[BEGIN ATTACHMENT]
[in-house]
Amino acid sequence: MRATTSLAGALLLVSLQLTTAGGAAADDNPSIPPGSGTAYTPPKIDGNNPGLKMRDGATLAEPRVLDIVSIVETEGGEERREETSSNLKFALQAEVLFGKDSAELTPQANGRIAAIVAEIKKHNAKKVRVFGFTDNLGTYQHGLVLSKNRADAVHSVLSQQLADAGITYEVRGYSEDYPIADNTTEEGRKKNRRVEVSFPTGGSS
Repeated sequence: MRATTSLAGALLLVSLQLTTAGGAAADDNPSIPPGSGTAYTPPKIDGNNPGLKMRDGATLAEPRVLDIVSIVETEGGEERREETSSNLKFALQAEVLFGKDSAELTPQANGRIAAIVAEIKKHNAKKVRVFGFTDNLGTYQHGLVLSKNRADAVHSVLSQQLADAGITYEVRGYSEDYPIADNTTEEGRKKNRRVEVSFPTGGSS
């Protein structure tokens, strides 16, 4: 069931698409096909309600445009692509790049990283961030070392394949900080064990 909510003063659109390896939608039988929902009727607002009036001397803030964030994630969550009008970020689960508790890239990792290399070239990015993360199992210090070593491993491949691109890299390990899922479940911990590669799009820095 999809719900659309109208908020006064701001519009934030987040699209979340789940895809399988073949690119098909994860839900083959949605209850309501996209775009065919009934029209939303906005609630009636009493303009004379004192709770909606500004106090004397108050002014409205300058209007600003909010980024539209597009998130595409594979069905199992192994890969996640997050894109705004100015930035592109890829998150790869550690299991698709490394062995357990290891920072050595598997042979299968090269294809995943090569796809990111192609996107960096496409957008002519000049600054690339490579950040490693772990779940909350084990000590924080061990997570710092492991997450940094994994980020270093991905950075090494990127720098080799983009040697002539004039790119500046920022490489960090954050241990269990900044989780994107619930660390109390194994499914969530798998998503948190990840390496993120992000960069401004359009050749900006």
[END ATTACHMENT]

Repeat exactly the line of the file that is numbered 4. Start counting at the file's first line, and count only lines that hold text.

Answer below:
């Protein structure tokens, strides 16, 4: 069931698409096909309600445009692509790049990283961030070392394949900080064990 909510003063659109390896939608039988929902009727607002009036001397803030964030994630969550009008970020689960508790890239990792290399070239990015993360199992210090070593491993491949691109890299390990899922479940911990590669799009820095 999809719900659309109208908020006064701001519009934030987040699209979340789940895809399988073949690119098909994860839900083959949605209850309501996209775009065919009934029209939303906005609630009636009493303009004379004192709770909606500004106090004397108050002014409205300058209007600003909010980024539209597009998130595409594979069905199992192994890969996640997050894109705004100015930035592109890829998150790869550690299991698709490394062995357990290891920072050595598997042979299968090269294809995943090569796809990111192609996107960096496409957008002519000049600054690339490579950040490693772990779940909350084990000590924080061990997570710092492991997450940094994994980020270093991905950075090494990127720098080799983009040697002539004039790119500046920022490489960090954050241990269990900044989780994107619930660390109390194994499914969530798998998503948190990840390496993120992000960069401004359009050749900006």